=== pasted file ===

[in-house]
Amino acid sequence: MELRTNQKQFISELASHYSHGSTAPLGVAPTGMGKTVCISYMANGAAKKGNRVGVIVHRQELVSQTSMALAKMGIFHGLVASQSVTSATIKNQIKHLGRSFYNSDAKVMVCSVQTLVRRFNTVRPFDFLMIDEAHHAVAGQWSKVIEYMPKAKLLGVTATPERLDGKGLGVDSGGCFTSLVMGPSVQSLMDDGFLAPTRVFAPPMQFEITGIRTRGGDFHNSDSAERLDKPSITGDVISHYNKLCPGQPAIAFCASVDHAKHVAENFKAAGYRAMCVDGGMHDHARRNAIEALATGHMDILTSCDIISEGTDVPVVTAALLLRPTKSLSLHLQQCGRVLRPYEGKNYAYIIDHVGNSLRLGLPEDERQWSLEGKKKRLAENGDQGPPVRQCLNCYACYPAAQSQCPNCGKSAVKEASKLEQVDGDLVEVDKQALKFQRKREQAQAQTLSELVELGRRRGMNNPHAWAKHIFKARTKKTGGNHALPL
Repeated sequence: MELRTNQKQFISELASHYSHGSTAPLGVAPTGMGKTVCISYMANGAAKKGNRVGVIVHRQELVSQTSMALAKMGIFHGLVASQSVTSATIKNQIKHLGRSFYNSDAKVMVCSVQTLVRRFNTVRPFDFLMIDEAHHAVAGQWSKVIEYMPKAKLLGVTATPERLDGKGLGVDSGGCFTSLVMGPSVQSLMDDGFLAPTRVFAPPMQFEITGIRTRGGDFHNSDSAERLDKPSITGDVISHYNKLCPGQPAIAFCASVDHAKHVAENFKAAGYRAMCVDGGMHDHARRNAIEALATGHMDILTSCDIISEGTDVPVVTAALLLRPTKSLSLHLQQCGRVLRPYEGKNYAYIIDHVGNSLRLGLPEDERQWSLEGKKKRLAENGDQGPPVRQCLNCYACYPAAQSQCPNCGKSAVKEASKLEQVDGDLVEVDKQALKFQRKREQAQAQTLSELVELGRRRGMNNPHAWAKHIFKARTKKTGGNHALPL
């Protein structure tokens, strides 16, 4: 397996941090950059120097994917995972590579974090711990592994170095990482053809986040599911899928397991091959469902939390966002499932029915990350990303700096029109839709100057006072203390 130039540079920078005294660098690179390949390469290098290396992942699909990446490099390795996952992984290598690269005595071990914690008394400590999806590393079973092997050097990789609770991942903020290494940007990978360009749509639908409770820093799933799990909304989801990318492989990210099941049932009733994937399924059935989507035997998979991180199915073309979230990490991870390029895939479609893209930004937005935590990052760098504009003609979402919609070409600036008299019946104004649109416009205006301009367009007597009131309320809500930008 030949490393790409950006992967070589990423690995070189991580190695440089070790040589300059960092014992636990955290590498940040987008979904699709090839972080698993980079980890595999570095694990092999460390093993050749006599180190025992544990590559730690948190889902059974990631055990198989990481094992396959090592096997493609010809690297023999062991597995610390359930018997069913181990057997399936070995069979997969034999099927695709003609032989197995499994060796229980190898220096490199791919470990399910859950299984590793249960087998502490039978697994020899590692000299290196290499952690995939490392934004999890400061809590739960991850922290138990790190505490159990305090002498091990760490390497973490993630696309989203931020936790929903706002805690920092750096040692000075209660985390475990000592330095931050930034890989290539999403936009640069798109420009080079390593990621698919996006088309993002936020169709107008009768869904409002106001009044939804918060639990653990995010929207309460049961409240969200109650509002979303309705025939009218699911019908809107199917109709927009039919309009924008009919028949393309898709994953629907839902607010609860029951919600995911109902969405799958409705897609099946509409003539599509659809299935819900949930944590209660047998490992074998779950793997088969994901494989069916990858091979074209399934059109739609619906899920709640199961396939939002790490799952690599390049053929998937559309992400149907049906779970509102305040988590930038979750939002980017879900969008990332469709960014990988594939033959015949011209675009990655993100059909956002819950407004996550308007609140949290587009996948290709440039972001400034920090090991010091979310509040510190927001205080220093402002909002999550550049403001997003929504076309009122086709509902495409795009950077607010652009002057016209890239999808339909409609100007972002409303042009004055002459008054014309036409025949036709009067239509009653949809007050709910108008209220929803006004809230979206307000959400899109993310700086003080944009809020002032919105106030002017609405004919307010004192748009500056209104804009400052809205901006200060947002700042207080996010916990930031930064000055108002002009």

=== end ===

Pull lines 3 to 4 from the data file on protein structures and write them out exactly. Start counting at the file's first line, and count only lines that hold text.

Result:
Repeated sequence: MELRTNQKQFISELASHYSHGSTAPLGVAPTGMGKTVCISYMANGAAKKGNRVGVIVHRQELVSQTSMALAKMGIFHGLVASQSVTSATIKNQIKHLGRSFYNSDAKVMVCSVQTLVRRFNTVRPFDFLMIDEAHHAVAGQWSKVIEYMPKAKLLGVTATPERLDGKGLGVDSGGCFTSLVMGPSVQSLMDDGFLAPTRVFAPPMQFEITGIRTRGGDFHNSDSAERLDKPSITGDVISHYNKLCPGQPAIAFCASVDHAKHVAENFKAAGYRAMCVDGGMHDHARRNAIEALATGHMDILTSCDIISEGTDVPVVTAALLLRPTKSLSLHLQQCGRVLRPYEGKNYAYIIDHVGNSLRLGLPEDERQWSLEGKKKRLAENGDQGPPVRQCLNCYACYPAAQSQCPNCGKSAVKEASKLEQVDGDLVEVDKQALKFQRKREQAQAQTLSELVELGRRRGMNNPHAWAKHIFKARTKKTGGNHALPL
């Protein structure tokens, strides 16, 4: 397996941090950059120097994917995972590579974090711990592994170095990482053809986040599911899928397991091959469902939390966002499932029915990350990303700096029109839709100057006072203390 130039540079920078005294660098690179390949390469290098290396992942699909990446490099390795996952992984290598690269005595071990914690008394400590999806590393079973092997050097990789609770991942903020290494940007990978360009749509639908409770820093799933799990909304989801990318492989990210099941049932009733994937399924059935989507035997998979991180199915073309979230990490991870390029895939479609893209930004937005935590990052760098504009003609979402919609070409600036008299019946104004649109416009205006301009367009007597009131309320809500930008 030949490393790409950006992967070589990423690995070189991580190695440089070790040589300059960092014992636990955290590498940040987008979904699709090839972080698993980079980890595999570095694990092999460390093993050749006599180190025992544990590559730690948190889902059974990631055990198989990481094992396959090592096997493609010809690297023999062991597995610390359930018997069913181990057997399936070995069979997969034999099927695709003609032989197995499994060796229980190898220096490199791919470990399910859950299984590793249960087998502490039978697994020899590692000299290196290499952690995939490392934004999890400061809590739960991850922290138990790190505490159990305090002498091990760490390497973490993630696309989203931020936790929903706002805690920092750096040692000075209660985390475990000592330095931050930034890989290539999403936009640069798109420009080079390593990621698919996006088309993002936020169709107008009768869904409002106001009044939804918060639990653990995010929207309460049961409240969200109650509002979303309705025939009218699911019908809107199917109709927009039919309009924008009919028949393309898709994953629907839902607010609860029951919600995911109902969405799958409705897609099946509409003539599509659809299935819900949930944590209660047998490992074998779950793997088969994901494989069916990858091979074209399934059109739609619906899920709640199961396939939002790490799952690599390049053929998937559309992400149907049906779970509102305040988590930038979750939002980017879900969008990332469709960014990988594939033959015949011209675009990655993100059909956002819950407004996550308007609140949290587009996948290709440039972001400034920090090991010091979310509040510190927001205080220093402002909002999550550049403001997003929504076309009122086709509902495409795009950077607010652009002057016209890239999808339909409609100007972002409303042009004055002459008054014309036409025949036709009067239509009653949809007050709910108008209220929803006004809230979206307000959400899109993310700086003080944009809020002032919105106030002017609405004919307010004192748009500056209104804009400052809205901006200060947002700042207080996010916990930031930064000055108002002009």